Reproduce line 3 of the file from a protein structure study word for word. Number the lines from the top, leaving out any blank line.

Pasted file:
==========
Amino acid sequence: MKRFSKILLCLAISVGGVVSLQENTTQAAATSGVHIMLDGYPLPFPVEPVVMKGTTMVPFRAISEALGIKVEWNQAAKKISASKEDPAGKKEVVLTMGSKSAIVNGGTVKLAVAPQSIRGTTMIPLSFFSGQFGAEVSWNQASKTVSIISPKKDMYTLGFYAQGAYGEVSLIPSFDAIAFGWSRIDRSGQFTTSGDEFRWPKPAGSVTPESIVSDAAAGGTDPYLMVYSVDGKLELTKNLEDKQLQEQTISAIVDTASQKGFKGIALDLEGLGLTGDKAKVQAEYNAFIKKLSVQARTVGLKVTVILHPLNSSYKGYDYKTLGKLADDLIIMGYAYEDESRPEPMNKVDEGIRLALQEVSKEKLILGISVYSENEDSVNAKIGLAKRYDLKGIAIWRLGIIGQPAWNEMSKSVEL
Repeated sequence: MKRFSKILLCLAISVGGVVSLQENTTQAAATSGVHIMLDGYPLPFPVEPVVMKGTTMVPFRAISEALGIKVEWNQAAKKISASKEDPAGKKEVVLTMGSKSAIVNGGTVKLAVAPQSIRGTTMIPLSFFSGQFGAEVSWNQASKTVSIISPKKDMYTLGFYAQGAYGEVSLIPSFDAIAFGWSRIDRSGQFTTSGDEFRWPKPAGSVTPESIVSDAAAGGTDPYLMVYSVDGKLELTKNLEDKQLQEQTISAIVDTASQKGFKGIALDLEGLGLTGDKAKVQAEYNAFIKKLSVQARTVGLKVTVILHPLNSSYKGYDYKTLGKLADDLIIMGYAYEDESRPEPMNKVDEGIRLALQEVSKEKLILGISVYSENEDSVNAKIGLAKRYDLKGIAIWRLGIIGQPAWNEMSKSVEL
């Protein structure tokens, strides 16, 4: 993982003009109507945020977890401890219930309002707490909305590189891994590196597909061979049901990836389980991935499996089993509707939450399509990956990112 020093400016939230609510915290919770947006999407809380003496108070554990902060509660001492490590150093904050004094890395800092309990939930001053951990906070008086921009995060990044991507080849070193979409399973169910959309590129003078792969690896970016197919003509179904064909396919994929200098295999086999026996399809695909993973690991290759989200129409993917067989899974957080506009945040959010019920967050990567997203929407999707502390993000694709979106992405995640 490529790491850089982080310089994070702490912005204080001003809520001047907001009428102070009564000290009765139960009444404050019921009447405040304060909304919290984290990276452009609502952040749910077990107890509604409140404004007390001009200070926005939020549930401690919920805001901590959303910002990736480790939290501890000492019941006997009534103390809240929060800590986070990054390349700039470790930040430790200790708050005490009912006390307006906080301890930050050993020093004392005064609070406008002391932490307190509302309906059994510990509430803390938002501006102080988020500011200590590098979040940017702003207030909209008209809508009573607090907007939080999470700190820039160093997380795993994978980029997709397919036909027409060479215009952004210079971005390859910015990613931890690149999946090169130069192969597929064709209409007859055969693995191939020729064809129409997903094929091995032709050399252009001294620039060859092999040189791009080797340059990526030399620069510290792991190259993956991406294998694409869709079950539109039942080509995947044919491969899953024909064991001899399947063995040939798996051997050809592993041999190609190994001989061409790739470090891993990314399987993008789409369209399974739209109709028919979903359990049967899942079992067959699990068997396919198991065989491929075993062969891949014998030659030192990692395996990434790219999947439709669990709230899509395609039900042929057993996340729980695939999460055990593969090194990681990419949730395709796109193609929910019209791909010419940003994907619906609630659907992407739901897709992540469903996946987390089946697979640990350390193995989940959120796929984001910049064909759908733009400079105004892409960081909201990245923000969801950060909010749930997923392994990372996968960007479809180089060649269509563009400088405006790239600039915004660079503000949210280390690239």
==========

């Protein structure tokens, strides 16, 4: 993982003009109507945020977890401890219930309002707490909305590189891994590196597909061979049901990836389980991935499996089993509707939450399509990956990112 020093400016939230609510915290919770947006999407809380003496108070554990902060509660001492490590150093904050004094890395800092309990939930001053951990906070008086921009995060990044991507080849070193979409399973169910959309590129003078792969690896970016197919003509179904064909396919994929200098295999086999026996399809695909993973690991290759989200129409993917067989899974957080506009945040959010019920967050990567997203929407999707502390993000694709979106992405995640 490529790491850089982080310089994070702490912005204080001003809520001047907001009428102070009564000290009765139960009444404050019921009447405040304060909304919290984290990276452009609502952040749910077990107890509604409140404004007390001009200070926005939020549930401690919920805001901590959303910002990736480790939290501890000492019941006997009534103390809240929060800590986070990054390349700039470790930040430790200790708050005490009912006390307006906080301890930050050993020093004392005064609070406008002391932490307190509302309906059994510990509430803390938002501006102080988020500011200590590098979040940017702003207030909209008209809508009573607090907007939080999470700190820039160093997380795993994978980029997709397919036909027409060479215009952004210079971005390859910015990613931890690149999946090169130069192969597929064709209409007859055969693995191939020729064809129409997903094929091995032709050399252009001294620039060859092999040189791009080797340059990526030399620069510290792991190259993956991406294998694409869709079950539109039942080509995947044919491969899953024909064991001899399947063995040939798996051997050809592993041999190609190994001989061409790739470090891993990314399987993008789409369209399974739209109709028919979903359990049967899942079992067959699990068997396919198991065989491929075993062969891949014998030659030192990692395996990434790219999947439709669990709230899509395609039900042929057993996340729980695939999460055990593969090194990681990419949730395709796109193609929910019209791909010419940003994907619906609630659907992407739901897709992540469903996946987390089946697979640990350390193995989940959120796929984001910049064909759908733009400079105004892409960081909201990245923000969801950060909010749930997923392994990372996968960007479809180089060649269509563009400088405006790239600039915004660079503000949210280390690239």